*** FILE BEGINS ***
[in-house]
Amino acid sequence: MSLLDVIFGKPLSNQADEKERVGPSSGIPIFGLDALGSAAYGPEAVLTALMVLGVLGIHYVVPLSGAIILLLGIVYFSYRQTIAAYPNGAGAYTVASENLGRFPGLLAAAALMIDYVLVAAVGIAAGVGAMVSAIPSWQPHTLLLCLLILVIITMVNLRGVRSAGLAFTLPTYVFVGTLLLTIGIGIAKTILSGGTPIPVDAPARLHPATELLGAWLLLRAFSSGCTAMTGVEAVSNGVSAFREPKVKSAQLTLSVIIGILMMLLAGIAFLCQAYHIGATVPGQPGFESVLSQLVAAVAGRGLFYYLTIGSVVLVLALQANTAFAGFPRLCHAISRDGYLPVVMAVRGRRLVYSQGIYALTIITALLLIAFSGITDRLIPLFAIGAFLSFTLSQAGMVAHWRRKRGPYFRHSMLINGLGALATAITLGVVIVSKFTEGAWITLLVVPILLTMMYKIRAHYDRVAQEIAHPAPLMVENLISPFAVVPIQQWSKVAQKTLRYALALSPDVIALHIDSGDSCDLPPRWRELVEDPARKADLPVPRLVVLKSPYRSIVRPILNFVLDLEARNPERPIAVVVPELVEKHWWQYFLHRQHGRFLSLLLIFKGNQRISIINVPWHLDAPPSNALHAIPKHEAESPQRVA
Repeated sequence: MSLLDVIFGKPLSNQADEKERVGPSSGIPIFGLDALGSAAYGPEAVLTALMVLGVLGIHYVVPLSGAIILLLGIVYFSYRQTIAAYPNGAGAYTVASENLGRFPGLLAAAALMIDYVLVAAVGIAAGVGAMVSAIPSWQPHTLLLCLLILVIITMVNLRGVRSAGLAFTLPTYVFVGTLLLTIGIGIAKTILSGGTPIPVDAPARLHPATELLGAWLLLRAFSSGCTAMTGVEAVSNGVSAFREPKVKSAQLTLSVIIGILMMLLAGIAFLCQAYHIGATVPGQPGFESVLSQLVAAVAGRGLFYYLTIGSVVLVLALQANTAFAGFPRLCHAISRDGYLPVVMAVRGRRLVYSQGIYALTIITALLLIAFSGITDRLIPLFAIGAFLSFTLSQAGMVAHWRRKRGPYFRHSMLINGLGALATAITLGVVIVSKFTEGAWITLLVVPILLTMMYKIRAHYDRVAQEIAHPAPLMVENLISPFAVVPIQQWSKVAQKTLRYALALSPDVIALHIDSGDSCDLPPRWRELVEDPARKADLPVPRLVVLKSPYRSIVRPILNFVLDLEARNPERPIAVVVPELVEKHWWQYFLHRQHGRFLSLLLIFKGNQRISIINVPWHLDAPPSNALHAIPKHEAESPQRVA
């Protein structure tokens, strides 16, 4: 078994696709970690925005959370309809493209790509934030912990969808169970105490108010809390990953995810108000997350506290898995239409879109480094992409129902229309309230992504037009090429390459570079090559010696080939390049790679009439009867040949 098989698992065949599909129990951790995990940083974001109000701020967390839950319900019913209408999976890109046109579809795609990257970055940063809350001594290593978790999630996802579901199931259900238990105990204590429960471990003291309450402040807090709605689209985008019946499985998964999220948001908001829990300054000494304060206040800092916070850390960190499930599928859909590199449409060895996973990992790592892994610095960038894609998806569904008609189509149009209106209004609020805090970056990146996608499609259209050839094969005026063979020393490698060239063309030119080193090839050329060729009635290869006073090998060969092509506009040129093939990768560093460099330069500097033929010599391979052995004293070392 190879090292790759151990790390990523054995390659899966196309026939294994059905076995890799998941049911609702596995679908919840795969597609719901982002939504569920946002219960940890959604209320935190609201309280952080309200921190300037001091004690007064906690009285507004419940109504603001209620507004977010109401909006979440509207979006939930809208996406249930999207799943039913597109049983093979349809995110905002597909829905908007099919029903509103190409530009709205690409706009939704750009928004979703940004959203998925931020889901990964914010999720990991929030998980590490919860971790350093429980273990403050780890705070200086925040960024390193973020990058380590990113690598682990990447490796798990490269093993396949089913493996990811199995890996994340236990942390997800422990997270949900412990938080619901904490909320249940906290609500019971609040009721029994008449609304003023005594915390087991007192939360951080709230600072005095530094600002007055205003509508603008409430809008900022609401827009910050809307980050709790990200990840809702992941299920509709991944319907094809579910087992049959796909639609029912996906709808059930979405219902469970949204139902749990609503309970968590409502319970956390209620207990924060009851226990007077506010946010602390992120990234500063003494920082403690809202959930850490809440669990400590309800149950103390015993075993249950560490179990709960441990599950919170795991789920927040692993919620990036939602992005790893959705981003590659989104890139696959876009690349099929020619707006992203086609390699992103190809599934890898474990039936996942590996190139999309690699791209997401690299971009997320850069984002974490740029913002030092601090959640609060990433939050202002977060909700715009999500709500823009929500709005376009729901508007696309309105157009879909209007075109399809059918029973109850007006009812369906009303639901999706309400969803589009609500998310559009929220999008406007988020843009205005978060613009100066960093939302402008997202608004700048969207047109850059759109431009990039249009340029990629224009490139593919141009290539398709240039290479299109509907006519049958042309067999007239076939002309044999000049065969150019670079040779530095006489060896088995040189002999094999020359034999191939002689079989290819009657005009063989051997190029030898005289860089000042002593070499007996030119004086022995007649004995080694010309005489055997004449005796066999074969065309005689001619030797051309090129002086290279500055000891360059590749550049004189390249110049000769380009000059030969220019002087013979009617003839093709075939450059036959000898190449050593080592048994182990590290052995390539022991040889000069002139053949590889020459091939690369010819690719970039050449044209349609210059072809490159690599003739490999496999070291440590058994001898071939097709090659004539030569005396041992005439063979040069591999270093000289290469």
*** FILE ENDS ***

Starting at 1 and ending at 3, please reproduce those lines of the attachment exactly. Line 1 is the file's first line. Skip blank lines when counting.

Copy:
[in-house]
Amino acid sequence: MSLLDVIFGKPLSNQADEKERVGPSSGIPIFGLDALGSAAYGPEAVLTALMVLGVLGIHYVVPLSGAIILLLGIVYFSYRQTIAAYPNGAGAYTVASENLGRFPGLLAAAALMIDYVLVAAVGIAAGVGAMVSAIPSWQPHTLLLCLLILVIITMVNLRGVRSAGLAFTLPTYVFVGTLLLTIGIGIAKTILSGGTPIPVDAPARLHPATELLGAWLLLRAFSSGCTAMTGVEAVSNGVSAFREPKVKSAQLTLSVIIGILMMLLAGIAFLCQAYHIGATVPGQPGFESVLSQLVAAVAGRGLFYYLTIGSVVLVLALQANTAFAGFPRLCHAISRDGYLPVVMAVRGRRLVYSQGIYALTIITALLLIAFSGITDRLIPLFAIGAFLSFTLSQAGMVAHWRRKRGPYFRHSMLINGLGALATAITLGVVIVSKFTEGAWITLLVVPILLTMMYKIRAHYDRVAQEIAHPAPLMVENLISPFAVVPIQQWSKVAQKTLRYALALSPDVIALHIDSGDSCDLPPRWRELVEDPARKADLPVPRLVVLKSPYRSIVRPILNFVLDLEARNPERPIAVVVPELVEKHWWQYFLHRQHGRFLSLLLIFKGNQRISIINVPWHLDAPPSNALHAIPKHEAESPQRVA
Repeated sequence: MSLLDVIFGKPLSNQADEKERVGPSSGIPIFGLDALGSAAYGPEAVLTALMVLGVLGIHYVVPLSGAIILLLGIVYFSYRQTIAAYPNGAGAYTVASENLGRFPGLLAAAALMIDYVLVAAVGIAAGVGAMVSAIPSWQPHTLLLCLLILVIITMVNLRGVRSAGLAFTLPTYVFVGTLLLTIGIGIAKTILSGGTPIPVDAPARLHPATELLGAWLLLRAFSSGCTAMTGVEAVSNGVSAFREPKVKSAQLTLSVIIGILMMLLAGIAFLCQAYHIGATVPGQPGFESVLSQLVAAVAGRGLFYYLTIGSVVLVLALQANTAFAGFPRLCHAISRDGYLPVVMAVRGRRLVYSQGIYALTIITALLLIAFSGITDRLIPLFAIGAFLSFTLSQAGMVAHWRRKRGPYFRHSMLINGLGALATAITLGVVIVSKFTEGAWITLLVVPILLTMMYKIRAHYDRVAQEIAHPAPLMVENLISPFAVVPIQQWSKVAQKTLRYALALSPDVIALHIDSGDSCDLPPRWRELVEDPARKADLPVPRLVVLKSPYRSIVRPILNFVLDLEARNPERPIAVVVPELVEKHWWQYFLHRQHGRFLSLLLIFKGNQRISIINVPWHLDAPPSNALHAIPKHEAESPQRVA